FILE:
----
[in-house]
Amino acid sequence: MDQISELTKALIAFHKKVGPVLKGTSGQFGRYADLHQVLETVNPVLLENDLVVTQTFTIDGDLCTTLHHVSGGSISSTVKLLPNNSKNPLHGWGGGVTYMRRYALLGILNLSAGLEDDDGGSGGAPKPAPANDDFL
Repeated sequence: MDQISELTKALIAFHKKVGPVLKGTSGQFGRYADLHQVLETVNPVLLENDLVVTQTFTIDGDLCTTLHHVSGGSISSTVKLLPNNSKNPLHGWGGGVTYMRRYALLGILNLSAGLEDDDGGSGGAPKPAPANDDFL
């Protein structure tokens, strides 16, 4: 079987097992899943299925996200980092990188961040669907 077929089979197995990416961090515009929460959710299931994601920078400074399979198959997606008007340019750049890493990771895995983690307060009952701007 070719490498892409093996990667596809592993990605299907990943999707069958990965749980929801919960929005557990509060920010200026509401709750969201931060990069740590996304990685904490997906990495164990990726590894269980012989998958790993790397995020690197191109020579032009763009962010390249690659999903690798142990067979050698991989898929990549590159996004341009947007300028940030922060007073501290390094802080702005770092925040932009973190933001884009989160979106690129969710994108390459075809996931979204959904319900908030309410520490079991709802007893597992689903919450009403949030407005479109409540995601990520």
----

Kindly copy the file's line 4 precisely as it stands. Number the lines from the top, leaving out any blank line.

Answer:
């Protein structure tokens, strides 16, 4: 079987097992899943299925996200980092990188961040669907 077929089979197995990416961090515009929460959710299931994601920078400074399979198959997606008007340019750049890493990771895995983690307060009952701007 070719490498892409093996990667596809592993990605299907990943999707069958990965749980929801919960929005557990509060920010200026509401709750969201931060990069740590996304990685904490997906990495164990990726590894269980012989998958790993790397995020690197191109020579032009763009962010390249690659999903690798142990067979050698991989898929990549590159996004341009947007300028940030922060007073501290390094802080702005770092925040932009973190933001884009989160979106690129969710994108390459075809996931979204959904319900908030309410520490079991709802007893597992689903919450009403949030407005479109409540995601990520």